A Chinese court on Monday suspended the death sentence of Gu Kailai, the wife of a disgraced Communist Party leader, after finding her guilty of murder in the death of a British businessman, a court official said.
Gu's death penalty has been suspended for two years due to her weakened mental capacity while committing the crime and her close cooperation with police during the investigation, according to Tang Yigan, deputy chief of Hefei Intermediate People's Court.
"I think this verdict is fair. It fully reflects the court's respect for law, reality and especially human life," Gu said in video from Monday's court session shown on state-run CCTV.
Her sentence is likely be commuted to life imprisonment, if she doesn't commit any crimes during the two-year reprieve, as is customary in the Chinese legal system. Her punishment could be even further reduced for good behavior.
She was jailed immediately following the verdict.
Four police officers also were convicted of covering up the murder and received prison sentences ranging from five to eleven years, Tang said.
Gu and a former household aide went on trial August 9 on charges of poisoning 41-year-old Neil Heywood.
Near the end of that day's court proceedings, she said according to state-run news agency Xinhua that she "accepted all the facts written in the indictment" -- including poisoning the Brit at a time when she thought her son's life was in danger.
At the time of Heywood's death last November, Gu's husband Bo Xilai was the head of the Communist party in the bustling southwestern city of Chongqing and an influential and controversial member of the Communist Party's politburo, the elite group of 25 men who run China. He is now awaiting his own fate after being stripped of his political office earlier this year due to an unspecified "serious breach of party regulations."
Gu Kailai, the woman who had it all
Gu's aide, Zhang Xiaojun, also was found guilty Monday in Heywood's death and sentenced to nine years in prison, Tang said.
The British Embassy in Beijing welcomed the Chinese investigation and the verdict.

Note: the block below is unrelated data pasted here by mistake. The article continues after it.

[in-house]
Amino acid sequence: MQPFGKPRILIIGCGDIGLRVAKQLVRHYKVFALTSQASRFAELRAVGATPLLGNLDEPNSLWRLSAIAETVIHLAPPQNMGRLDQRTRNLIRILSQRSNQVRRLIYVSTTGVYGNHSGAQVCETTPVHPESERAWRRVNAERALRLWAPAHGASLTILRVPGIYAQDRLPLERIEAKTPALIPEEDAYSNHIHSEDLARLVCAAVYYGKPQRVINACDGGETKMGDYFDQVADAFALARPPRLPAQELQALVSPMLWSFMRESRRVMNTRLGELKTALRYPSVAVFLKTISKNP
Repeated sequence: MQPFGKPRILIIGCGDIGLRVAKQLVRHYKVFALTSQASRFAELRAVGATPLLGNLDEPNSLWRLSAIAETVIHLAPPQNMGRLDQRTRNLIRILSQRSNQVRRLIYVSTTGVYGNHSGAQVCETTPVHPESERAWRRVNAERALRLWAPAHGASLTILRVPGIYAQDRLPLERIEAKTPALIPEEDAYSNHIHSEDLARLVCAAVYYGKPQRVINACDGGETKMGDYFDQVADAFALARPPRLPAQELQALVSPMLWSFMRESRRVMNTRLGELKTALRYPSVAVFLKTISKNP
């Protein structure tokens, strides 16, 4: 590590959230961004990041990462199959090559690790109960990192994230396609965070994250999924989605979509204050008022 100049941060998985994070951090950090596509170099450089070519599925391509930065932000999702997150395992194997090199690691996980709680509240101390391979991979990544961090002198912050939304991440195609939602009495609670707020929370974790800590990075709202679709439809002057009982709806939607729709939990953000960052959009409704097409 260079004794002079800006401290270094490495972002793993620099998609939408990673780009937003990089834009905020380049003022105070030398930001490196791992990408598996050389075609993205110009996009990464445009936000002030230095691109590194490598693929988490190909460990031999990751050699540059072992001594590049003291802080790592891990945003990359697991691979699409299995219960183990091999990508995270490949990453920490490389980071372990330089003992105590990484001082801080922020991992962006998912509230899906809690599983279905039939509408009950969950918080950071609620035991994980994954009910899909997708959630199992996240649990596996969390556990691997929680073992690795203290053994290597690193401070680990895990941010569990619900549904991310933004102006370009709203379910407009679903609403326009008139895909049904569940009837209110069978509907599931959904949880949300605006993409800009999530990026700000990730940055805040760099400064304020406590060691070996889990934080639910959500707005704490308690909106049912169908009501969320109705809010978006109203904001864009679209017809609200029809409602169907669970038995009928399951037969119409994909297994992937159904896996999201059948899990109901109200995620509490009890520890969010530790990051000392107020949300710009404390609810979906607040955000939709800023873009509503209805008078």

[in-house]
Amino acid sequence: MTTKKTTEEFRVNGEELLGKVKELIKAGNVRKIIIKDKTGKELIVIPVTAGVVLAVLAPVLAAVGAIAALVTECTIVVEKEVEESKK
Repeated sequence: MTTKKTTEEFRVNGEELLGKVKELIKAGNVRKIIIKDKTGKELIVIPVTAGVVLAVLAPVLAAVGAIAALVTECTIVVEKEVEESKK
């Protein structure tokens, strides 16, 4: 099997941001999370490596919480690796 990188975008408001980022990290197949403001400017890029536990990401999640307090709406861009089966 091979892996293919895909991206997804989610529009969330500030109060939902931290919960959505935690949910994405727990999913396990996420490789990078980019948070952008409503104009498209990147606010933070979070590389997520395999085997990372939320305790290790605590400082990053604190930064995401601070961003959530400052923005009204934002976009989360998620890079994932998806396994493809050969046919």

"We consistently made clear to the Chinese authorities that we wanted to see the trials in this case conform to international human rights standards and for the death penalty not to be applied," said John Gallagher, an embassy spokesman.
"Our thoughts are with Mr. Heywood's family during this distressing time. Consular officials have attended the trial to fulfill our consular responsibilities to the family and our focus remains on offering them all the support we can."
Neither Gu nor Zhang will appeal their verdicts, according to the court.
The verdicts were announced at the Hefei Intermediate People's Court in the eastern Chinese city where the trial occurred but about 1,250 kilometers (775 miles) east of the scene of the crime. The guilty verdicts were widely expected, as a U.S. State Department report noted -- citing the Chinese Supreme People's Court -- that Chinese prosecutors had a 99.9% conviction rate in 2010 in that nation's first and second levels of criminal courts.
Chinese authorities had previously said that Gu and her son had "conflicts" with Heywood "over economic interests" and that she was motivated to kill the Briton because of fears for the safety of her son, Bo Guagua. Bo declined to comment on his mother's confession or "any details pertaining to the case." However, the day before the trial he told CNN he'd submitted a witness statement to her defense team.
Prosecutors claimed Gu had invited Heywood to Chongqing -- the bustling southwestern Chinese city where her husband Bo was then Communist Party chief -- from Beijing. The two drank alcohol and tea in a hotel room, after which the British businessman got drunk and began vomiting, a prosecutor said. When Heywood asked for water, Gu asked Zhang, who'd been waiting outside, to come into the room.
It was then that Gu got cyanide from Zhang and, after her aide carried Heywood to the bed, poured the poison into the Briton's mouth, according to the prosecutor.
Gu then scattered capsules containing narcotics on the floor to make it seem like Heywood was using drugs, the prosecution said. She put a "Do not disturb" sign on Heywood's hotel room door and told hotel staff not to bother him, a hotel employee said. He was found dead on November 15, 2011, in the hotel room.
Speaking at the end of court proceedings, Gu referred to her worries about her son.
"During those days last November, I suffered a mental breakdown after learning my son was in jeopardy," Gu, 53, said then. "The tragedy, which was created by me, was not only extended to Neil, but also to several families."
Her alleged co-conspirator, Zhang, likewise admitted to a part in the crime and said he wanted to say "sorry" to the victim's family.
"I hope the court can give me a chance to take a new lease on life," Zhang said in the court in the eastern city of Hefei, according to Xinhua. "I really know that I did wrong."
The verdict was announced as the future of Gu's husband, once a rising star in Chinese politics, remains in limbo.